Students will learn why authors wrote particular pieces using the examples presented on these pages.

There are three main reasons why an author writes something: to entertain, inform, or persuade (or sometimes all three at once!). When we are trying to grasp why an author sat down to write the piece that you are reading, there are several ways to tell tale signs that you can use to determine this. If the story presents a number of different facts or attempts to explain something it was most likely composed to inform the reader. This is common of news articles and textbooks. If the work diverts readers into a new realm towards the goal of amusing us, then it was written to entertain. This is common of stories and funny poems. If the work tries to get you to take some kind of whether it is to agree with the writer or reaffirm what you already believe the goal of the work is to persuade. You see this in advertisements and editorial pieces.

This collection of worksheets presents short passages, advertisements, excerpts, recipes, and other samples, and the students must determine the reason behind the writing. Students will learn how to use context and language clues in order to determine the purpose of the passage. Answer keys have been provided for each worksheet. Project idea: Have your students pick a topic and write three passages about it: one to entertain, one to inform, and one to persuade.

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Print Author's Purpose Worksheets

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Mixed Media

Why did the author write this? To entertain, to persuade, or to inform. Then, explain your answer.

Entertain, Inform, Persuade

What is the reason for this?

Multiple Choice

The sentences are shorter, but clearer here.

Stretch It

We move in all different directions here with the kids.

Short Explanations

Read the description or example and determine the author’s purpose: to entertain, to persuade, or to inform.

Extended Text

These are full paragraph works for you.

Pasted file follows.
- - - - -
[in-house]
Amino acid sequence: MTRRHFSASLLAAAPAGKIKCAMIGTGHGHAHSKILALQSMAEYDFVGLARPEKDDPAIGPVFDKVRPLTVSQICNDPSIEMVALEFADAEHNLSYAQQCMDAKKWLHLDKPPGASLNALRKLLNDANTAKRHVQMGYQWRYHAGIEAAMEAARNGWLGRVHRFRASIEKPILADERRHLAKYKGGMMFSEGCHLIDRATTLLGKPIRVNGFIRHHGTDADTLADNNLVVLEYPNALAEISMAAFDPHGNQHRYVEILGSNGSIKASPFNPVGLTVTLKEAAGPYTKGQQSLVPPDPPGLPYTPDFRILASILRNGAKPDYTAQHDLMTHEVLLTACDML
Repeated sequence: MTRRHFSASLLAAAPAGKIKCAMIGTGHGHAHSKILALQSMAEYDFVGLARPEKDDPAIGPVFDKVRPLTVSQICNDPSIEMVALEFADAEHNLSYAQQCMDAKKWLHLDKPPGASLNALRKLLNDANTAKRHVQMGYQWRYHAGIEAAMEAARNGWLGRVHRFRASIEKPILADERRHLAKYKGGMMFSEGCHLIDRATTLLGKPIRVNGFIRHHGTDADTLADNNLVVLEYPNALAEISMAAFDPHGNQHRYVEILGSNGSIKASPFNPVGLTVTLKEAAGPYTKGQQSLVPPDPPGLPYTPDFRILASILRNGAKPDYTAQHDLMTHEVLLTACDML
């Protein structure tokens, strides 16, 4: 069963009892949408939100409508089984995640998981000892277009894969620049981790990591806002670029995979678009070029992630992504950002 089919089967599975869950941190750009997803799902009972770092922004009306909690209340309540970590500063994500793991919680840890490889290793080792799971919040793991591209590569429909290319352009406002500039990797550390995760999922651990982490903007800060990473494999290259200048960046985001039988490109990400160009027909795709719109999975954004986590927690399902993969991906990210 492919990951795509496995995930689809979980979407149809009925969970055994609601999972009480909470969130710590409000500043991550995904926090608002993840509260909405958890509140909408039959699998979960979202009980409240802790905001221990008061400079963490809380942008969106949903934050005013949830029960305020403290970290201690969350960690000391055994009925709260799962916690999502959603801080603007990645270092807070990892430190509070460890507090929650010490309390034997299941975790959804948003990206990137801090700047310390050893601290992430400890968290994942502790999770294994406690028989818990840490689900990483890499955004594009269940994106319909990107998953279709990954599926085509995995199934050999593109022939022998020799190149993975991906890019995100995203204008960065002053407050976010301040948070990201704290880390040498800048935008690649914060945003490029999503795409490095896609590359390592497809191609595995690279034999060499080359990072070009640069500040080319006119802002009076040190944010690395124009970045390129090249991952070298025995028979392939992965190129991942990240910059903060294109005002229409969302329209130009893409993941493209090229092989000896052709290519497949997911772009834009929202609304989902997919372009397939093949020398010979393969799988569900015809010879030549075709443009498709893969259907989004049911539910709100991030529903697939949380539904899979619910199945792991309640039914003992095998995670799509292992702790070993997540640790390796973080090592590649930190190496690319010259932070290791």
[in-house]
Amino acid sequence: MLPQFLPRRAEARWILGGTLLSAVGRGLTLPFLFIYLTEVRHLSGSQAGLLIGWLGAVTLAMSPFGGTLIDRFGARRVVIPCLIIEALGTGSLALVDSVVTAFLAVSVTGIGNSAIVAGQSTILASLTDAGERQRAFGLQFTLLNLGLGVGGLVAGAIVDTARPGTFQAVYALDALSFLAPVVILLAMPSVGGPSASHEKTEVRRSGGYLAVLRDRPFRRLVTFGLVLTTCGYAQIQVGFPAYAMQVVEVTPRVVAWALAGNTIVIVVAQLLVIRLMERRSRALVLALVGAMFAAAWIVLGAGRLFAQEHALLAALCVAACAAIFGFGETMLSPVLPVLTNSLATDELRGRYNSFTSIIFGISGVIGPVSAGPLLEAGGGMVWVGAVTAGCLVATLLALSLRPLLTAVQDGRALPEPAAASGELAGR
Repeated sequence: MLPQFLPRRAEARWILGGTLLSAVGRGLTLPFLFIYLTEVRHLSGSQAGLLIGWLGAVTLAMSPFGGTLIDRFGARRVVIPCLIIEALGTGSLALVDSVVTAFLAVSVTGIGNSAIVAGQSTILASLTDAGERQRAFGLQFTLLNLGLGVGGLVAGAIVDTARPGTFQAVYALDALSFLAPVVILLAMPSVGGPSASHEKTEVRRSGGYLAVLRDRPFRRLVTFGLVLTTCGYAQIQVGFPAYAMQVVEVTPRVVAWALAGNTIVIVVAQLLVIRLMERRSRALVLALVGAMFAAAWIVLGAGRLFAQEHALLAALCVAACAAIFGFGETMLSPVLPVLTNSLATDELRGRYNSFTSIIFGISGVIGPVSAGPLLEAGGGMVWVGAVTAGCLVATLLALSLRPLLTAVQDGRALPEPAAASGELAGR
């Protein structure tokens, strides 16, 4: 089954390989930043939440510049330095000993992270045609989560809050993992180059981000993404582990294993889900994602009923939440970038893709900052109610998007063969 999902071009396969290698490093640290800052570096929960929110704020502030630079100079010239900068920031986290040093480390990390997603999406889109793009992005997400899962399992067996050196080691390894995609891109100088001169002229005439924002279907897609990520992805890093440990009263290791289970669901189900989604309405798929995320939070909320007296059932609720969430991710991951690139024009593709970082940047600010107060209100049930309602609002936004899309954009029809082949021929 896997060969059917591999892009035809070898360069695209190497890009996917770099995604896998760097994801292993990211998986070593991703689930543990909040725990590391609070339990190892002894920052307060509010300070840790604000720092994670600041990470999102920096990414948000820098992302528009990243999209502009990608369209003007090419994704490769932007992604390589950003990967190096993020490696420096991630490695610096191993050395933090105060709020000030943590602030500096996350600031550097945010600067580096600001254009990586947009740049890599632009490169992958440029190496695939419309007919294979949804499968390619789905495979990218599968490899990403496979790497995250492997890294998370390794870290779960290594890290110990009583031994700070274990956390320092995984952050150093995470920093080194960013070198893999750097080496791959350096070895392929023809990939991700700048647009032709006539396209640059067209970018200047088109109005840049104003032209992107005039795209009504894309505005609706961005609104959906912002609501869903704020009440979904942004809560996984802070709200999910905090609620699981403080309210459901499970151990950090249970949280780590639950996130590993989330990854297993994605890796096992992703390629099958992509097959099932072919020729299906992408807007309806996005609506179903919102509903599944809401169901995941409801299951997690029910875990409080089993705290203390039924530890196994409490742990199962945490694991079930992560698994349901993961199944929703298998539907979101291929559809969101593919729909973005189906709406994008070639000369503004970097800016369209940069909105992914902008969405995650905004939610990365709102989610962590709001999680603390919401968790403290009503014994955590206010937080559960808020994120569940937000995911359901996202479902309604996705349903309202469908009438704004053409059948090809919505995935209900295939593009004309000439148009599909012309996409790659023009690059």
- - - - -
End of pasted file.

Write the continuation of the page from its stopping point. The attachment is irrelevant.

Advertising Thoughts

We all know that some ads are just there to entertain us.

Large Bodies of Text

Where do you fit all the body text?

Tougher Passages

These are more advanced works for students to work through.

Even A Recipe In There

We work hard to get through all these for him.

On the first day of school

Authors write for one of three main purposes: to entertain, to inform, or to persuade.


Works written for entertainment usually appeal to the reader’s emotions, sense of adventure, etc. The following passage is written to entertain the reader.


Use evidence from the work.

A Thick Reading Passage

Read the passage. Then answer the questions.

Covering All Angles

This passage does it all. It entertains you, persuades you, and informs you.

Page Number 2

This continues the passage from above.


When authors write to inform, they use facts, provide reasons, and offer evidence for what they are saying.

A Maritime Reading Passage

It is true that the powers of Europe may carry on maritime wars with the Union; but there is always greater facility and less danger in supporting a maritime than a continental war.

The Peacock Spider

The Peacock Spider is only about 5 mm long, but it is one of the most brilliantly colored of any spider species.


Identify at least three things that prove that the passage was written to entertain.

Was it the First Turtle?

Determine why the author is trying to do with this work. Then provide at least three items of textual evidence that support your answer.


What do you think would make an appropriate title for this passage?

Young Don Quixote

Read the text, paying close attention to the underlined passages. Identify the author’s purpose.

Here Kitty, Kitty

Focus on finding the evidence first.

More Entertainment

Underline at least five things that prove that the passage was written to entertain.

Short Work

Indicate at least three places in the text that reveal the author’s purpose.